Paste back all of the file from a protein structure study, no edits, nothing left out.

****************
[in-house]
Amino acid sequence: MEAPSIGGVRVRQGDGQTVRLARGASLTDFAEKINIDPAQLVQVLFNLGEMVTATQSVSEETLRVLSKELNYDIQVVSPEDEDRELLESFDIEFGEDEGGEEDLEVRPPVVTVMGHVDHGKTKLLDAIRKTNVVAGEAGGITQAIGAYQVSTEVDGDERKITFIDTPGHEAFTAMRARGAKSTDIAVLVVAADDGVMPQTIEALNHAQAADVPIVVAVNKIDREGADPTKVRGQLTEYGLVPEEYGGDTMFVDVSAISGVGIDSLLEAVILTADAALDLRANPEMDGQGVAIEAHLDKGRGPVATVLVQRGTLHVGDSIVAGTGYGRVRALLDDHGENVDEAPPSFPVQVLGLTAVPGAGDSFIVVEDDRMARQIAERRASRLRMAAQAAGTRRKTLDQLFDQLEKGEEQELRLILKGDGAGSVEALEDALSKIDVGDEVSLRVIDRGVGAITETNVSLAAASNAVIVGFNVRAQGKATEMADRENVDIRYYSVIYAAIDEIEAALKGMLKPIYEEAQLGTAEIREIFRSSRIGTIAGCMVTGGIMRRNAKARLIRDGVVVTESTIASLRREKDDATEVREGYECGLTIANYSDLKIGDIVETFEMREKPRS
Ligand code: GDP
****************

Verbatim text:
[in-house]
Amino acid sequence: MEAPSIGGVRVRQGDGQTVRLARGASLTDFAEKINIDPAQLVQVLFNLGEMVTATQSVSEETLRVLSKELNYDIQVVSPEDEDRELLESFDIEFGEDEGGEEDLEVRPPVVTVMGHVDHGKTKLLDAIRKTNVVAGEAGGITQAIGAYQVSTEVDGDERKITFIDTPGHEAFTAMRARGAKSTDIAVLVVAADDGVMPQTIEALNHAQAADVPIVVAVNKIDREGADPTKVRGQLTEYGLVPEEYGGDTMFVDVSAISGVGIDSLLEAVILTADAALDLRANPEMDGQGVAIEAHLDKGRGPVATVLVQRGTLHVGDSIVAGTGYGRVRALLDDHGENVDEAPPSFPVQVLGLTAVPGAGDSFIVVEDDRMARQIAERRASRLRMAAQAAGTRRKTLDQLFDQLEKGEEQELRLILKGDGAGSVEALEDALSKIDVGDEVSLRVIDRGVGAITETNVSLAAASNAVIVGFNVRAQGKATEMADRENVDIRYYSVIYAAIDEIEAALKGMLKPIYEEAQLGTAEIREIFRSSRIGTIAGCMVTGGIMRRNAKARLIRDGVVVTESTIASLRREKDDATEVREGYECGLTIANYSDLKIGDIVETFEMREKPRS
Ligand code: GDP